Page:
Sandisiwe Mbhele
Lifestyle Journalist
4 minute read
4 Aug 2021
12:20 pm

Shona Ferguson’s funeral: ‘Our love does not die,’ says Connie

Sandisiwe Mbhele

Late actor and producer Shona Ferguson's daughters Ali and Lesedi said his death had shocked the family and it didn't feel real.

Connie Ferguson at her husband's Shona Ferguson's funeral. Picture: Screengrab, YouTube

Speakers at the late Shona Ferguson’s funeral at a private ceremony in Ruimsig, Johannesburg, on Wednesday, said his death did not feel “real”.

Connie Ferguson said she envisioned another 20 years with her husband and didn’t anticipate his death would happen.

Connie’s message was pre-recorded. In it, she said she never thought she would be speaking at Shona’s funeral.

“I thought you and I were going to grow old together. That is what I saw for myself, that is what I saw for us. That has always been the dream.

“31 July was exactly 20 years together, I anticipated another 20 years.”

Connie detailed nursing her husband for 28 days before his death.

“How I saw you at the hospital, how you fought. I want you to know how I am so proud of you. Even on your hospital bed, you defied the odds so many times.

“I am hurting right now, my heart is bleeding, I wasn’t ready to let you go.”

WATCH: Connie’s Emotional Message to Shona:

She added that as a praying family, they had never prayed so hard before, believing God would heal him.

“My husband loved hard and most importantly loved the Lord hard, unashamedly.”

Connie says she was lucky to experience a “once in a lifetime” kind of love with Shona. She says she has to find it in herself to continue.

“Our love does not die, you continue on in my heart, in my children’s heart. Thank you, Shonie for everything.”

Shona’s passion for the film and television industry was seen with several actors from The Queen and other shows in attendance.

Shona’s Ferguson’s daughters Alicia, Lesedi and his grandson Rowena Malema also spoke.

Alicia said people would describe her relationship with Shona as weird.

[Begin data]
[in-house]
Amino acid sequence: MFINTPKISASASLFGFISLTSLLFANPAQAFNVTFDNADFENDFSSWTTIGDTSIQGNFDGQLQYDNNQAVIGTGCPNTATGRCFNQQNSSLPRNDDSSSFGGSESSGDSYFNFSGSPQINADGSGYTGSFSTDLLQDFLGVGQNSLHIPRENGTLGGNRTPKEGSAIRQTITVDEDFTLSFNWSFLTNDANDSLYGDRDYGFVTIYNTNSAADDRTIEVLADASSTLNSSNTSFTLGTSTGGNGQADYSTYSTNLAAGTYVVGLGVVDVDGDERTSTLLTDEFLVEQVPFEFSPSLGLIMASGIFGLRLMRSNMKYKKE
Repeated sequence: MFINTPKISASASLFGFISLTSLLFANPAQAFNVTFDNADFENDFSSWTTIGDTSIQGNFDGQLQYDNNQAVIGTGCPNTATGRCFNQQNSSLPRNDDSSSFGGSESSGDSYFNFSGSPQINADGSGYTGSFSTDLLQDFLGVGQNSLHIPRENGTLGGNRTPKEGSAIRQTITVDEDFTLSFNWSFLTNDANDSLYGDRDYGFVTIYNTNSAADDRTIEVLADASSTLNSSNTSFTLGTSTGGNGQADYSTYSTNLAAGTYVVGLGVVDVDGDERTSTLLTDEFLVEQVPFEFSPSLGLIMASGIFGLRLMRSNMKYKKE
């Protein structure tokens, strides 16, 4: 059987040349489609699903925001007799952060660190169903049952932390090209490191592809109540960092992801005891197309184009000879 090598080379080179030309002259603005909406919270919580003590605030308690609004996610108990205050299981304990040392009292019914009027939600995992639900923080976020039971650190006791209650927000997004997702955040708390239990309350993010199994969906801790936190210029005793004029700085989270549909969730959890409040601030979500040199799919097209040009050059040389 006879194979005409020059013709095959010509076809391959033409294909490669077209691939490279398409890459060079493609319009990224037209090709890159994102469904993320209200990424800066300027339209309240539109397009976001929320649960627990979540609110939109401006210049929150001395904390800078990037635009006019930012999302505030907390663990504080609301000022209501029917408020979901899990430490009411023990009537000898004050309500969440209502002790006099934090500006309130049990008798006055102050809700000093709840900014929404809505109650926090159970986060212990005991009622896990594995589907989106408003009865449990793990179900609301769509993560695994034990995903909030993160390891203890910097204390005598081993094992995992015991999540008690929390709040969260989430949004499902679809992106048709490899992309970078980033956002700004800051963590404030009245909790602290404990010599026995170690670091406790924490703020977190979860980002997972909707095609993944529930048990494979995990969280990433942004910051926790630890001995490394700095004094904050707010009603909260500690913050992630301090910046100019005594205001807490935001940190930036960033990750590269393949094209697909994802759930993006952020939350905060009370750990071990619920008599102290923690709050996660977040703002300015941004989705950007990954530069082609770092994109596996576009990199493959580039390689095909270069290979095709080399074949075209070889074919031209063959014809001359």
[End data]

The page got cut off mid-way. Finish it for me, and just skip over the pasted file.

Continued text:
“Some people thought we hated each other but it was far different than that. The main thing was that he and I were so alike, how I look a lot like him.”

Alicia says her dad motivated and encouraged her, helping her break out of her shell.

“He had no doubt that whatever I do, I was going to succeed.”

Holding back the tears, she added: “I am making him a promise, no matter what comes, what goes, I will always carry on his legacy. I will make him and my family proud.”

Lesedi said her dad had the ability to “love loudly”.

“Honestly, a lot of this doesn’t feel real… We lost a very [big] piece of our heart ” she said.

Affectionately known as Mr Sho, Shona’s older brother Dominque said he was in disbelief that his brother was gone.

Reflecting on their childhood in Botswana, Dominique said Shona was a bubbly and encouraging child. As a teen, he was often in fights and rebellious.

“He eventually grew out, he started to straighten out a lot when he met Connie. He developed a strong love for music, especially hip hop. He loves entertaining people, telling stories. As he grew older he got his hustle on.”

Dominique says Shona’s love and commitment to his family was inspiring: “You are the blueprint, a giant.”

Dominique concluded: “It hurts so much that you’re gone, bro. It hurts that I’ll never hear you call me Dom-digity again. I know you are not in pain now. I’m proud of the man you became in your short life.”

Shona died on 30 July, aged 47, due to Covid-related complications and not from heart issues as reported in the media, the family said in a statement.

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Ferguson was known for his role in the original Generations series, where he played Ace. He later went on to join the cast of the Tshivenda soapie Muvhango, where he played the role of Dr Leabua.

He would later help grow local content with the help of Mzansi Magic, creating shows such as Rockville, The Queen, The Gift, The Throne, The Herd and The Imposter under their production company with wife Connie, called Fergusons Films.

Connie and Shona worked side by side to produce a series that soon became Mzansi’s favourite television shows.

The couple was present on social media, always inspiring their fans with their past struggles which shaped them into the successful actors and businesspeople that they became.

Connie penned a final farewell to her husband and shared it with her over 5 million social media followers on Saturday evening.

“This day, 20 years ago (31 July 2001), was the day God brought you into my life, and we haven’t looked back since! Ours is a once in a lifetime kind of love,” wrote Connie.